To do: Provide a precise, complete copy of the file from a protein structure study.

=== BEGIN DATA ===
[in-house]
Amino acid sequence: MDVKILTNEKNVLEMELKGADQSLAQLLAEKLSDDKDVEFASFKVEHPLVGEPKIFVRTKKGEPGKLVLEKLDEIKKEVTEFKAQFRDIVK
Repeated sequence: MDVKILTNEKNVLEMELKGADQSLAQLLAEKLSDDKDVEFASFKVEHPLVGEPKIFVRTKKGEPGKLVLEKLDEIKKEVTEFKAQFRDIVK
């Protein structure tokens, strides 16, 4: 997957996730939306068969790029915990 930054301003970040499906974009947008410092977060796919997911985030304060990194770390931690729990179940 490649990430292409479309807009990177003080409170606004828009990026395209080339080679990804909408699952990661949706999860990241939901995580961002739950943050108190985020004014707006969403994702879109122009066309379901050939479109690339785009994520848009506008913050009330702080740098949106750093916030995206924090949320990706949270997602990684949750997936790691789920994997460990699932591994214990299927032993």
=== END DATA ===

[in-house]
Amino acid sequence: MDVKILTNEKNVLEMELKGADQSLAQLLAEKLSDDKDVEFASFKVEHPLVGEPKIFVRTKKGEPGKLVLEKLDEIKKEVTEFKAQFRDIVK
Repeated sequence: MDVKILTNEKNVLEMELKGADQSLAQLLAEKLSDDKDVEFASFKVEHPLVGEPKIFVRTKKGEPGKLVLEKLDEIKKEVTEFKAQFRDIVK
């Protein structure tokens, strides 16, 4: 997957996730939306068969790029915990 930054301003970040499906974009947008410092977060796919997911985030304060990194770390931690729990179940 490649990430292409479309807009990177003080409170606004828009990026395209080339080679990804909408699952990661949706999860990241939901995580961002739950943050108190985020004014707006969403994702879109122009066309379901050939479109690339785009994520848009506008913050009330702080740098949106750093916030995206924090949320990706949270997602990684949750997936790691789920994997460990699932591994214990299927032993």